Written by Charles Edward Carryl, Illustrated by Charles Santore
Random House Children’s Books, 2004
Canary birds feed on sugar and seed,
Parrots have crackers to crunch;
And as for the poodles, they tell me the doodles
Have chicken and cream for their lunch.
Did You Know? Because a camel moves its front and back legs on each side at the same time, riders can get seasick.
While those other animals are very specific about what they eat, camels can eat just about anything. Cats, chickens, puppies and oysters sleep in interesting places, but camels generally just sleep wherever they are. Many animals have their own homes, such as lambs, hens, kittens and pigs, but camels don’t usually have their own space. You don’t normally see people riding a giraffe, ox, rabbit or fox, but camels provide transportation for lots of people. Other animals have simple shapes, such as the roundness of snakes or the straightness of lizards, but camels are interesting and bumpy.
The text of this book is a poem by Charles Edward Carryl and its clever rhymes and wonderful meter reminded me of Ogden Nash or Shel Silverstein. It appears that the poem’s original title was The Plaint of the Camel and this version changes it to a lament, which is a more contemporary word. But the funny thing is that, even with that word in its title, I didn’t realize the camel was complaining until after I had read it through a few times. On the contrary, I thought the camel was proud of his flexibility and low maintenance lifestyle. I think it’s the poem’s tone that presents it as light and comical, rather than heavy and whiny. Perhaps some of that comes down to the interpretation of the reader as well.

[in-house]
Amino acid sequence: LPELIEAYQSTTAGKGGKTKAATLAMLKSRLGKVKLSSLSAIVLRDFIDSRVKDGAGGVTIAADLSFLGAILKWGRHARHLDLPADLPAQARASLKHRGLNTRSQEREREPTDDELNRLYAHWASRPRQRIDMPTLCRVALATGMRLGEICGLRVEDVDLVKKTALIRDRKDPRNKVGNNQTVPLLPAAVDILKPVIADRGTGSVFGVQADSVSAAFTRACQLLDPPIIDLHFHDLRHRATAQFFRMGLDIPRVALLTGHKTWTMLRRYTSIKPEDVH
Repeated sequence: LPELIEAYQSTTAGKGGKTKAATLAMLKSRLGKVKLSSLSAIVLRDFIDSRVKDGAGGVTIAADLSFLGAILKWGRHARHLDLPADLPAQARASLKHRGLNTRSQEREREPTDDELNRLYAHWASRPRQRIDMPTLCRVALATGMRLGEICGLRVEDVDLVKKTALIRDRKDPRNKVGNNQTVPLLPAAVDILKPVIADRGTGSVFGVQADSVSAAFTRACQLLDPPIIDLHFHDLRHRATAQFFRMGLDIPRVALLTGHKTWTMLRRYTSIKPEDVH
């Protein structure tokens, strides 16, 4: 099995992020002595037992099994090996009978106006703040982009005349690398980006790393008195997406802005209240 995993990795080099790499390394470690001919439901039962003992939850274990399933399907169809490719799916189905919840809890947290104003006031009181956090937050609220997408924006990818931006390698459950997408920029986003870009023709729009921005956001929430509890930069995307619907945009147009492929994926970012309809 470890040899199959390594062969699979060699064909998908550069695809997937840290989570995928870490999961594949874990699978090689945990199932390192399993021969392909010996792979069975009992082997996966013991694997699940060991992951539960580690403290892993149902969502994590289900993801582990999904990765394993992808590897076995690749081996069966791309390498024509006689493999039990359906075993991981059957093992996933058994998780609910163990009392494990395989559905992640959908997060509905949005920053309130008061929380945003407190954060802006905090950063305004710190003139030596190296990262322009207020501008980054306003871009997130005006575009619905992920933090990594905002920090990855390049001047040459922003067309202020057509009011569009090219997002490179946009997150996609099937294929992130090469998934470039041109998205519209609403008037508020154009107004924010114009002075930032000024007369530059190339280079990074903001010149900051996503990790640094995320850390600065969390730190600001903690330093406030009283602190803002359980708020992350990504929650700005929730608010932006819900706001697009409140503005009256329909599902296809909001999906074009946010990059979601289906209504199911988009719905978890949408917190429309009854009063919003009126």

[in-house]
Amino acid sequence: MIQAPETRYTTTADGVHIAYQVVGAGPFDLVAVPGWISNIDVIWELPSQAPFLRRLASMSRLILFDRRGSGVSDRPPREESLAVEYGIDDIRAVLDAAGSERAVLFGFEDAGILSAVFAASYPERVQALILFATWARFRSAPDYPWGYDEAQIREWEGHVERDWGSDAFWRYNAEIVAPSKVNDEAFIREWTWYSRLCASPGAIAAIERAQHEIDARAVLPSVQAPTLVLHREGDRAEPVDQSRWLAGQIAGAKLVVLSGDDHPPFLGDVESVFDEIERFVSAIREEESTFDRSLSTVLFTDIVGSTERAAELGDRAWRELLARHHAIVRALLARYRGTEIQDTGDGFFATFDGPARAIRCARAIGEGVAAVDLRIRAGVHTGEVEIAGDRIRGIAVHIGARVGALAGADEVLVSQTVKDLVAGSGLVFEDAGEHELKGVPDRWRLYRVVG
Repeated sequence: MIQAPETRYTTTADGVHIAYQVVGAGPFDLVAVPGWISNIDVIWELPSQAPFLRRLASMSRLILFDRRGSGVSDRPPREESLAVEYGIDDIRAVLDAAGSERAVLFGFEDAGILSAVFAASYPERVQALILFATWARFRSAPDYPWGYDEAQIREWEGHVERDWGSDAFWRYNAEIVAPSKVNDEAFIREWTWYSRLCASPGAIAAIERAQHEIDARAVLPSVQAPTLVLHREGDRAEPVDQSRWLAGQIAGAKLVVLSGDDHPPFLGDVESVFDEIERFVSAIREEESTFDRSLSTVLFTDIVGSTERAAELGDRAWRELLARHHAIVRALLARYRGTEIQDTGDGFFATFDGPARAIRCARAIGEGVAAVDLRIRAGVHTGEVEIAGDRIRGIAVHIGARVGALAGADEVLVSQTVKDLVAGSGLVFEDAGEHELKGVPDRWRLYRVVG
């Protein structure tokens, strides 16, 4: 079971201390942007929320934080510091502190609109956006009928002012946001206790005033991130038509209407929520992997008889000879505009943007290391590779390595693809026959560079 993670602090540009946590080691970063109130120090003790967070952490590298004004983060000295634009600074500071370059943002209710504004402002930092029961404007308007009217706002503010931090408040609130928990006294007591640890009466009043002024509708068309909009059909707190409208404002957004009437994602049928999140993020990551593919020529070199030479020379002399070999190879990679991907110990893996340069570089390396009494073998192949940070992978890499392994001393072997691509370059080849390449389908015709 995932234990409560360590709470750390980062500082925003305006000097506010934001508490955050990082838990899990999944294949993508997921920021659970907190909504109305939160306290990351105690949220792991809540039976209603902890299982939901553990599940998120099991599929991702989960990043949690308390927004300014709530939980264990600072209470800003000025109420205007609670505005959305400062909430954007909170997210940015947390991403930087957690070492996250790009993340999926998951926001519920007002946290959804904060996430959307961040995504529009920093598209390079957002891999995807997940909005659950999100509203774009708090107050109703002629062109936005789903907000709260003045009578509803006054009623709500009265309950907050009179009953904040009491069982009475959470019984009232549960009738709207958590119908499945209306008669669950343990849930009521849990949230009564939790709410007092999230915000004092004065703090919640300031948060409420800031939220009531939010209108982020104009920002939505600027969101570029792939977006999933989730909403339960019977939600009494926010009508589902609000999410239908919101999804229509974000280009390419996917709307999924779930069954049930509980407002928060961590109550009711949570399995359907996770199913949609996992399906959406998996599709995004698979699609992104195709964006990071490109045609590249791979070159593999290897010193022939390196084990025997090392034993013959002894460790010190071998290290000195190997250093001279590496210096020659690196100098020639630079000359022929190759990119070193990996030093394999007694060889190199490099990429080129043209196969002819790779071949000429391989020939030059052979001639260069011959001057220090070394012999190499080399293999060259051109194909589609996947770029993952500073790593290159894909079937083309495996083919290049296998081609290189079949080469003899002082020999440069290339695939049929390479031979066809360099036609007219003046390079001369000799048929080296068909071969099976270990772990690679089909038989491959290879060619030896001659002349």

I enjoyed the poem a great deal, but it’s the book’s artwork that really makes it extraordinary. Illustrator Charles Santore represents all the referenced animals in astonishing detail, with striking colors and realistic textures. You practically have to restrain yourself from reaching into the book to pet the sleeping basset hound puppies. The camel is an enigma in the illustrations, appearing sometimes amused, sometimes annoyed and other times completely impassive. I spent a lot of time looking at the artwork and it raised my appreciation for the book (which I already liked) quite a bit.
And what did we learn? What I take away from this book is that when you compare yourself to others, whether or not you compare favorably comes down to your attitude.